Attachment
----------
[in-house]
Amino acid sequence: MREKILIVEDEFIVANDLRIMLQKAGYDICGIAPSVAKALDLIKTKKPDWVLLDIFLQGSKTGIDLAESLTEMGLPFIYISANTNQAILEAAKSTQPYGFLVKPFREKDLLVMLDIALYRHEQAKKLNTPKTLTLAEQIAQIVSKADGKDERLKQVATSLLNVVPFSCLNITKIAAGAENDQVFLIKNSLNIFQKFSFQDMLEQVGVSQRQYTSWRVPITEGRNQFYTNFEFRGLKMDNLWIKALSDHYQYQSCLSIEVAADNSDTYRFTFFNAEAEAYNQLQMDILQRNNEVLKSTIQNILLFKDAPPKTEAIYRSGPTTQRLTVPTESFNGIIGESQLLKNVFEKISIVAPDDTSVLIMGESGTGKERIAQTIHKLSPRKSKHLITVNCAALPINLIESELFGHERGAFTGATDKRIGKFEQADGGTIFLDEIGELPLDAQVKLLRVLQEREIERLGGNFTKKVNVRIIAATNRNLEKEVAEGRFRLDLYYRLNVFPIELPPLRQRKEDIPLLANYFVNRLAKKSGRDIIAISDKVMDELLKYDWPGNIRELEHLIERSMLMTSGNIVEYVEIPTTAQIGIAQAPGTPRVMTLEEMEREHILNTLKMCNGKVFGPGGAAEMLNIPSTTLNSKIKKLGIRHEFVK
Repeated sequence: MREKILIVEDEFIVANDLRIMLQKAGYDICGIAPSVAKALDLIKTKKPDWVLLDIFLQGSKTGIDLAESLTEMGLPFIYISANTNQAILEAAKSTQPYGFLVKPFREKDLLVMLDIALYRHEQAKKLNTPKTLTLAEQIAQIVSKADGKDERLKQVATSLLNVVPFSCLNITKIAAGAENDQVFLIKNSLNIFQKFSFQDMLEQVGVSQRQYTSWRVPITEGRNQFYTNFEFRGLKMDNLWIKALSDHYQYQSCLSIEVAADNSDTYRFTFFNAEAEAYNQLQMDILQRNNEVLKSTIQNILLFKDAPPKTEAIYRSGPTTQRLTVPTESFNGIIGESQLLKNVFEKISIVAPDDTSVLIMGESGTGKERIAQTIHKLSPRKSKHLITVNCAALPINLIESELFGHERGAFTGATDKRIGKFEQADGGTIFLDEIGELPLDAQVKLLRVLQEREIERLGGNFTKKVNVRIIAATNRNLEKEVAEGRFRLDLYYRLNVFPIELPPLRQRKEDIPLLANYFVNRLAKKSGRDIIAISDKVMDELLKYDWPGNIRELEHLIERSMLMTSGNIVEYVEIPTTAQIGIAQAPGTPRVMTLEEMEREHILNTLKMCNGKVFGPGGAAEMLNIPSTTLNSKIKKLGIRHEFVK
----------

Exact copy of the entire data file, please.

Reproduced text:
[in-house]
Amino acid sequence: MREKILIVEDEFIVANDLRIMLQKAGYDICGIAPSVAKALDLIKTKKPDWVLLDIFLQGSKTGIDLAESLTEMGLPFIYISANTNQAILEAAKSTQPYGFLVKPFREKDLLVMLDIALYRHEQAKKLNTPKTLTLAEQIAQIVSKADGKDERLKQVATSLLNVVPFSCLNITKIAAGAENDQVFLIKNSLNIFQKFSFQDMLEQVGVSQRQYTSWRVPITEGRNQFYTNFEFRGLKMDNLWIKALSDHYQYQSCLSIEVAADNSDTYRFTFFNAEAEAYNQLQMDILQRNNEVLKSTIQNILLFKDAPPKTEAIYRSGPTTQRLTVPTESFNGIIGESQLLKNVFEKISIVAPDDTSVLIMGESGTGKERIAQTIHKLSPRKSKHLITVNCAALPINLIESELFGHERGAFTGATDKRIGKFEQADGGTIFLDEIGELPLDAQVKLLRVLQEREIERLGGNFTKKVNVRIIAATNRNLEKEVAEGRFRLDLYYRLNVFPIELPPLRQRKEDIPLLANYFVNRLAKKSGRDIIAISDKVMDELLKYDWPGNIRELEHLIERSMLMTSGNIVEYVEIPTTAQIGIAQAPGTPRVMTLEEMEREHILNTLKMCNGKVFGPGGAAEMLNIPSTTLNSKIKKLGIRHEFVK
Repeated sequence: MREKILIVEDEFIVANDLRIMLQKAGYDICGIAPSVAKALDLIKTKKPDWVLLDIFLQGSKTGIDLAESLTEMGLPFIYISANTNQAILEAAKSTQPYGFLVKPFREKDLLVMLDIALYRHEQAKKLNTPKTLTLAEQIAQIVSKADGKDERLKQVATSLLNVVPFSCLNITKIAAGAENDQVFLIKNSLNIFQKFSFQDMLEQVGVSQRQYTSWRVPITEGRNQFYTNFEFRGLKMDNLWIKALSDHYQYQSCLSIEVAADNSDTYRFTFFNAEAEAYNQLQMDILQRNNEVLKSTIQNILLFKDAPPKTEAIYRSGPTTQRLTVPTESFNGIIGESQLLKNVFEKISIVAPDDTSVLIMGESGTGKERIAQTIHKLSPRKSKHLITVNCAALPINLIESELFGHERGAFTGATDKRIGKFEQADGGTIFLDEIGELPLDAQVKLLRVLQEREIERLGGNFTKKVNVRIIAATNRNLEKEVAEGRFRLDLYYRLNVFPIELPPLRQRKEDIPLLANYFVNRLAKKSGRDIIAISDKVMDELLKYDWPGNIRELEHLIERSMLMTSGNIVEYVEIPTTAQIGIAQAPGTPRVMTLEEMEREHILNTLKMCNGKVFGPGGAAEMLNIPSTTLNSKIKKLGIRHEFVK